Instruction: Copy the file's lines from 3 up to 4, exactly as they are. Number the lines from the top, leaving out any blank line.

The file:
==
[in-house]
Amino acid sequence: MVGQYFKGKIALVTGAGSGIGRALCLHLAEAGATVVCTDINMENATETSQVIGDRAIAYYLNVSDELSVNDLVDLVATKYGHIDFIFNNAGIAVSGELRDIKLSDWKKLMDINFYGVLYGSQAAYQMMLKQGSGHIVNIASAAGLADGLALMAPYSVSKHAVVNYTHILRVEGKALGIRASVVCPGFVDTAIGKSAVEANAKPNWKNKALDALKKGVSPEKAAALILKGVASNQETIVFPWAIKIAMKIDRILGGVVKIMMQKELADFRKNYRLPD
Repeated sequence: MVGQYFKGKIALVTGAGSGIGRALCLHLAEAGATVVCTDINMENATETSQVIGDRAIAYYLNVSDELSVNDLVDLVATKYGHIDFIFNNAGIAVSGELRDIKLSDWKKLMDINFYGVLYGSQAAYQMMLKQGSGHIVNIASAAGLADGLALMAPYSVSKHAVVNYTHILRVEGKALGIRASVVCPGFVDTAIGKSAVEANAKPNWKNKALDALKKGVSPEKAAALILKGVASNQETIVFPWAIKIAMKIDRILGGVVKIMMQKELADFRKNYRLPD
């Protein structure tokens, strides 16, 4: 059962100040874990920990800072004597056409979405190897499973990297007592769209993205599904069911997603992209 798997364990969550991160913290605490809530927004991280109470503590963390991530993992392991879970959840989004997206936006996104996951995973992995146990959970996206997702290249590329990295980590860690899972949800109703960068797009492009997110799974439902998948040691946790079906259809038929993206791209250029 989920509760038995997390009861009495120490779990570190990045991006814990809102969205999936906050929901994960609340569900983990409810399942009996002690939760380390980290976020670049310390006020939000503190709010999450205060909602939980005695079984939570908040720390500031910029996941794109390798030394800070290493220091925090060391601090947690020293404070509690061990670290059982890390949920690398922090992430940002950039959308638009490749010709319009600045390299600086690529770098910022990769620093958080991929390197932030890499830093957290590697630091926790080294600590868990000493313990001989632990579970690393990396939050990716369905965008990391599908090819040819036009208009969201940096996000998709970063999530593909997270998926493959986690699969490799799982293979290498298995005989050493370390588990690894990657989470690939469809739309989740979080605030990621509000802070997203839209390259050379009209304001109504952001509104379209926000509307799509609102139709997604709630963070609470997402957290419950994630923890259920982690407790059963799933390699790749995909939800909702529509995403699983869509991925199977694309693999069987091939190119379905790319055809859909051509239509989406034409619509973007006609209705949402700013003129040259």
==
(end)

Repeated sequence: MVGQYFKGKIALVTGAGSGIGRALCLHLAEAGATVVCTDINMENATETSQVIGDRAIAYYLNVSDELSVNDLVDLVATKYGHIDFIFNNAGIAVSGELRDIKLSDWKKLMDINFYGVLYGSQAAYQMMLKQGSGHIVNIASAAGLADGLALMAPYSVSKHAVVNYTHILRVEGKALGIRASVVCPGFVDTAIGKSAVEANAKPNWKNKALDALKKGVSPEKAAALILKGVASNQETIVFPWAIKIAMKIDRILGGVVKIMMQKELADFRKNYRLPD
């Protein structure tokens, strides 16, 4: 059962100040874990920990800072004597056409979405190897499973990297007592769209993205599904069911997603992209 798997364990969550991160913290605490809530927004991280109470503590963390991530993992392991879970959840989004997206936006996104996951995973992995146990959970996206997702290249590329990295980590860690899972949800109703960068797009492009997110799974439902998948040691946790079906259809038929993206791209250029 989920509760038995997390009861009495120490779990570190990045991006814990809102969205999936906050929901994960609340569900983990409810399942009996002690939760380390980290976020670049310390006020939000503190709010999450205060909602939980005695079984939570908040720390500031910029996941794109390798030394800070290493220091925090060391601090947690020293404070509690061990670290059982890390949920690398922090992430940002950039959308638009490749010709319009600045390299600086690529770098910022990769620093958080991929390197932030890499830093957290590697630091926790080294600590868990000493313990001989632990579970690393990396939050990716369905965008990391599908090819040819036009208009969201940096996000998709970063999530593909997270998926493959986690699969490799799982293979290498298995005989050493370390588990690894990657989470690939469809739309989740979080605030990621509000802070997203839209390259050379009209304001109504952001509104379209926000509307799509609102139709997604709630963070609470997402957290419950994630923890259920982690407790059963799933390699790749995909939800909702529509995403699983869509991925199977694309693999069987091939190119379905790319055809859909051509239509989406034409619509973007006609209705949402700013003129040259």